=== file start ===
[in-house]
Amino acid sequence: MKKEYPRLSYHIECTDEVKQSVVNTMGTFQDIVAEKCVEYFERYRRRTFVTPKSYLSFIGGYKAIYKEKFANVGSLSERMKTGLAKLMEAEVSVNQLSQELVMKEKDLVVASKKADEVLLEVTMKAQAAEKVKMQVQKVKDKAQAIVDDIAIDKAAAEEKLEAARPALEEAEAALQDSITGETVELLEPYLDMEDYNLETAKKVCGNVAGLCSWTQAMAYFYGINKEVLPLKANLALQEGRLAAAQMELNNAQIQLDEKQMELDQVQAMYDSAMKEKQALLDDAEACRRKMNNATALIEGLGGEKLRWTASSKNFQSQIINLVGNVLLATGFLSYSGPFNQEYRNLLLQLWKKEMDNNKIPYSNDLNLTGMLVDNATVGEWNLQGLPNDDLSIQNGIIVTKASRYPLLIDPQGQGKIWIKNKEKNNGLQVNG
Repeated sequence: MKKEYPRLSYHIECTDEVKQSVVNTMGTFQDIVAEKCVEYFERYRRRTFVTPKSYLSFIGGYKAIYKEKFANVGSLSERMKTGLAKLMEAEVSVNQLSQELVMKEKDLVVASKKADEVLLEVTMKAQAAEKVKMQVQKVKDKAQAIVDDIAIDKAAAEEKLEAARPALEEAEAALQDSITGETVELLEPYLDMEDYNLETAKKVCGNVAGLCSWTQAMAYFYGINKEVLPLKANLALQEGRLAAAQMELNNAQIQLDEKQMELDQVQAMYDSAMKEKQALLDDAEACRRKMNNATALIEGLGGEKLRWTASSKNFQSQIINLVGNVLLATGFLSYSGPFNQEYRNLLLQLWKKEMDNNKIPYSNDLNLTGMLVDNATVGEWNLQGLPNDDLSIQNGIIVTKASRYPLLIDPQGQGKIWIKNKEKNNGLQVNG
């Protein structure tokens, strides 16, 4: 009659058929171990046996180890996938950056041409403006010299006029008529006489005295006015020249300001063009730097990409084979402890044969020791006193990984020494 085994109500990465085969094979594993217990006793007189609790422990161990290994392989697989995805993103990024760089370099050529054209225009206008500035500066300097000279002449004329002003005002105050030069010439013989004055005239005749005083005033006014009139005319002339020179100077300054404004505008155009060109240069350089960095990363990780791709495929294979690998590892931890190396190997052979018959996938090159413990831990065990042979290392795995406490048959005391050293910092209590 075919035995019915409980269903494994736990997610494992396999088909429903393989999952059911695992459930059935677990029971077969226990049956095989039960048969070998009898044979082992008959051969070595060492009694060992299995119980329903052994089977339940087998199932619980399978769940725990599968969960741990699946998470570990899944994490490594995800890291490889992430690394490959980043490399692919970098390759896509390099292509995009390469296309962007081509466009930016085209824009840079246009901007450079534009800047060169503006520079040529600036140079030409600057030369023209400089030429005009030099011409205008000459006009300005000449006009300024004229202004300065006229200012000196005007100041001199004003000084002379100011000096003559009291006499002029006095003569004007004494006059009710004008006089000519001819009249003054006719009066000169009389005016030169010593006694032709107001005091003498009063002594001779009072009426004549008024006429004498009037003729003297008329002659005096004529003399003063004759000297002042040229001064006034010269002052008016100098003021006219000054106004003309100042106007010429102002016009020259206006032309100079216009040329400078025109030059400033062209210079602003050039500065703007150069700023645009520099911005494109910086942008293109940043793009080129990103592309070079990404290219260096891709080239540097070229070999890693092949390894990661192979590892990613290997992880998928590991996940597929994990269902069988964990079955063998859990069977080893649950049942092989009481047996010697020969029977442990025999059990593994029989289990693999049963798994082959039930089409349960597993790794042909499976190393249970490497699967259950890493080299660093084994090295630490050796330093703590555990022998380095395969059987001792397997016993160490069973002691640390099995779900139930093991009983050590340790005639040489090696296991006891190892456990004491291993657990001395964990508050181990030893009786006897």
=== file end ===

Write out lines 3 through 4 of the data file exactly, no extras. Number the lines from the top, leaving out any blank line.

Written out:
Repeated sequence: MKKEYPRLSYHIECTDEVKQSVVNTMGTFQDIVAEKCVEYFERYRRRTFVTPKSYLSFIGGYKAIYKEKFANVGSLSERMKTGLAKLMEAEVSVNQLSQELVMKEKDLVVASKKADEVLLEVTMKAQAAEKVKMQVQKVKDKAQAIVDDIAIDKAAAEEKLEAARPALEEAEAALQDSITGETVELLEPYLDMEDYNLETAKKVCGNVAGLCSWTQAMAYFYGINKEVLPLKANLALQEGRLAAAQMELNNAQIQLDEKQMELDQVQAMYDSAMKEKQALLDDAEACRRKMNNATALIEGLGGEKLRWTASSKNFQSQIINLVGNVLLATGFLSYSGPFNQEYRNLLLQLWKKEMDNNKIPYSNDLNLTGMLVDNATVGEWNLQGLPNDDLSIQNGIIVTKASRYPLLIDPQGQGKIWIKNKEKNNGLQVNG
């Protein structure tokens, strides 16, 4: 009659058929171990046996180890996938950056041409403006010299006029008529006489005295006015020249300001063009730097990409084979402890044969020791006193990984020494 085994109500990465085969094979594993217990006793007189609790422990161990290994392989697989995805993103990024760089370099050529054209225009206008500035500066300097000279002449004329002003005002105050030069010439013989004055005239005749005083005033006014009139005319002339020179100077300054404004505008155009060109240069350089960095990363990780791709495929294979690998590892931890190396190997052979018959996938090159413990831990065990042979290392795995406490048959005391050293910092209590 075919035995019915409980269903494994736990997610494992396999088909429903393989999952059911695992459930059935677990029971077969226990049956095989039960048969070998009898044979082992008959051969070595060492009694060992299995119980329903052994089977339940087998199932619980399978769940725990599968969960741990699946998470570990899944994490490594995800890291490889992430690394490959980043490399692919970098390759896509390099292509995009390469296309962007081509466009930016085209824009840079246009901007450079534009800047060169503006520079040529600036140079030409600057030369023209400089030429005009030099011409205008000459006009300005000449006009300024004229202004300065006229200012000196005007100041001199004003000084002379100011000096003559009291006499002029006095003569004007004494006059009710004008006089000519001819009249003054006719009066000169009389005016030169010593006694032709107001005091003498009063002594001779009072009426004549008024006429004498009037003729003297008329002659005096004529003399003063004759000297002042040229001064006034010269002052008016100098003021006219000054106004003309100042106007010429102002016009020259206006032309100079216009040329400078025109030059400033062209210079602003050039500065703007150069700023645009520099911005494109910086942008293109940043793009080129990103592309070079990404290219260096891709080239540097070229070999890693092949390894990661192979590892990613290997992880998928590991996940597929994990269902069988964990079955063998859990069977080893649950049942092989009481047996010697020969029977442990025999059990593994029989289990693999049963798994082959039930089409349960597993790794042909499976190393249970490497699967259950890493080299660093084994090295630490050796330093703590555990022998380095395969059987001792397997016993160490069973002691640390099995779900139930093991009983050590340790005639040489090696296991006891190892456990004491291993657990001395964990508050181990030893009786006897």